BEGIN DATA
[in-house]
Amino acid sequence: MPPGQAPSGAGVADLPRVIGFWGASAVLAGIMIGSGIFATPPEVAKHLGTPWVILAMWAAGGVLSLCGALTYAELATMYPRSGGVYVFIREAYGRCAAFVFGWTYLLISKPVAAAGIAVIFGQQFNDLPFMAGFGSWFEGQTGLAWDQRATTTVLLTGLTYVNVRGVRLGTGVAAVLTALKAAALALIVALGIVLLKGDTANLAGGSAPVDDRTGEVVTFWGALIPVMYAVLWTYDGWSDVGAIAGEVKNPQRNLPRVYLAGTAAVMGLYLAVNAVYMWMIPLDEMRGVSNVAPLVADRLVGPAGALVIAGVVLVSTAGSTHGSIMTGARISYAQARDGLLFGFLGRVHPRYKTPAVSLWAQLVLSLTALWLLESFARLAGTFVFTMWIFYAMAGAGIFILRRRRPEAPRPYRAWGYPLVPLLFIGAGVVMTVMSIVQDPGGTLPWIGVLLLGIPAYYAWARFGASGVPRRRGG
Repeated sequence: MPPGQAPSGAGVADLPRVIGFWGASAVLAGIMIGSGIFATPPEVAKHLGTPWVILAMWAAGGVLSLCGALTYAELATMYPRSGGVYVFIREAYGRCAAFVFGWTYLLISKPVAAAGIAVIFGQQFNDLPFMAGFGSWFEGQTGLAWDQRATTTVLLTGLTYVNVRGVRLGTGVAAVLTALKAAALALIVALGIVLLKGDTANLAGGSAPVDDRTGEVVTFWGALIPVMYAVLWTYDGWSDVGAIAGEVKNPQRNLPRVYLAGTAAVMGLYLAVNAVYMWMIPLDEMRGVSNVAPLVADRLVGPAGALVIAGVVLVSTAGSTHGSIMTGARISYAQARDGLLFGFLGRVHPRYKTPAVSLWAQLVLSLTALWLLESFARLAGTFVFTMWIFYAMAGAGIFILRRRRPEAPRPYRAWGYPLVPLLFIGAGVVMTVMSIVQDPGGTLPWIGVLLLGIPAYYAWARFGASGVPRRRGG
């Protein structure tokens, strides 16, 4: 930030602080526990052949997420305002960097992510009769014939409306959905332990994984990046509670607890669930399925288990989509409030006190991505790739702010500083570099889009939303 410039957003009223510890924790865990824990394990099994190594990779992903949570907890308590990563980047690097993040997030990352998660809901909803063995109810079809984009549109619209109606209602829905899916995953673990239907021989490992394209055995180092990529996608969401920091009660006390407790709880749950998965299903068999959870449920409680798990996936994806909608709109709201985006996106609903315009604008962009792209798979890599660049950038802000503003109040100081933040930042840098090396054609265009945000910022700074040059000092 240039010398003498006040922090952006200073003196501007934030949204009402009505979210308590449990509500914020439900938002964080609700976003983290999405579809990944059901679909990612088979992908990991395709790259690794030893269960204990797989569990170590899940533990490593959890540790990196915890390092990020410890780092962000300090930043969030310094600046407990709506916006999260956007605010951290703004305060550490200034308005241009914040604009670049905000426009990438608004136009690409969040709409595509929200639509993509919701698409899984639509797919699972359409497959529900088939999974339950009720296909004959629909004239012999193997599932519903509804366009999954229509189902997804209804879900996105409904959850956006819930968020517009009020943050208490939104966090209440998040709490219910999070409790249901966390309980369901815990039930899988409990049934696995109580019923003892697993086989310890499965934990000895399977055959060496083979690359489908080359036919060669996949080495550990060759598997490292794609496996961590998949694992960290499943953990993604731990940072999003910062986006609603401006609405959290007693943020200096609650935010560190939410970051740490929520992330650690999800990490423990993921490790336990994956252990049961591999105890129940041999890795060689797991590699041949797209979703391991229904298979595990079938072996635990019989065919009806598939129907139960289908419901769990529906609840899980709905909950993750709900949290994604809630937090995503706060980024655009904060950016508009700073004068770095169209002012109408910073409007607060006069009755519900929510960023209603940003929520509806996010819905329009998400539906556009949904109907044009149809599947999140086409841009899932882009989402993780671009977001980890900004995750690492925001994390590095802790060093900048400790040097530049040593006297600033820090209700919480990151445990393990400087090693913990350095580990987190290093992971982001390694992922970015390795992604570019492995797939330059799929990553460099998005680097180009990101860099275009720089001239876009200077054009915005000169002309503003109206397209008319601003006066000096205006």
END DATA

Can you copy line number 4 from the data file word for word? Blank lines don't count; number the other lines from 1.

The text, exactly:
């Protein structure tokens, strides 16, 4: 930030602080526990052949997420305002960097992510009769014939409306959905332990994984990046509670607890669930399925288990989509409030006190991505790739702010500083570099889009939303 410039957003009223510890924790865990824990394990099994190594990779992903949570907890308590990563980047690097993040997030990352998660809901909803063995109810079809984009549109619209109606209602829905899916995953673990239907021989490992394209055995180092990529996608969401920091009660006390407790709880749950998965299903068999959870449920409680798990996936994806909608709109709201985006996106609903315009604008962009792209798979890599660049950038802000503003109040100081933040930042840098090396054609265009945000910022700074040059000092 240039010398003498006040922090952006200073003196501007934030949204009402009505979210308590449990509500914020439900938002964080609700976003983290999405579809990944059901679909990612088979992908990991395709790259690794030893269960204990797989569990170590899940533990490593959890540790990196915890390092990020410890780092962000300090930043969030310094600046407990709506916006999260956007605010951290703004305060550490200034308005241009914040604009670049905000426009990438608004136009690409969040709409595509929200639509993509919701698409899984639509797919699972359409497959529900088939999974339950009720296909004959629909004239012999193997599932519903509804366009999954229509189902997804209804879900996105409904959850956006819930968020517009009020943050208490939104966090209440998040709490219910999070409790249901966390309980369901815990039930899988409990049934696995109580019923003892697993086989310890499965934990000895399977055959060496083979690359489908080359036919060669996949080495550990060759598997490292794609496996961590998949694992960290499943953990993604731990940072999003910062986006609603401006609405959290007693943020200096609650935010560190939410970051740490929520992330650690999800990490423990993921490790336990994956252990049961591999105890129940041999890795060689797991590699041949797209979703391991229904298979595990079938072996635990019989065919009806598939129907139960289908419901769990529906609840899980709905909950993750709900949290994604809630937090995503706060980024655009904060950016508009700073004068770095169209002012109408910073409007607060006069009755519900929510960023209603940003929520509806996010819905329009998400539906556009949904109907044009149809599947999140086409841009899932882009989402993780671009977001980890900004995750690492925001994390590095802790060093900048400790040097530049040593006297600033820090209700919480990151445990393990400087090693913990350095580990987190290093992971982001390694992922970015390795992604570019492995797939330059799929990553460099998005680097180009990101860099275009720089001239876009200077054009915005000169002309503003109206397209008319601003006066000096205006």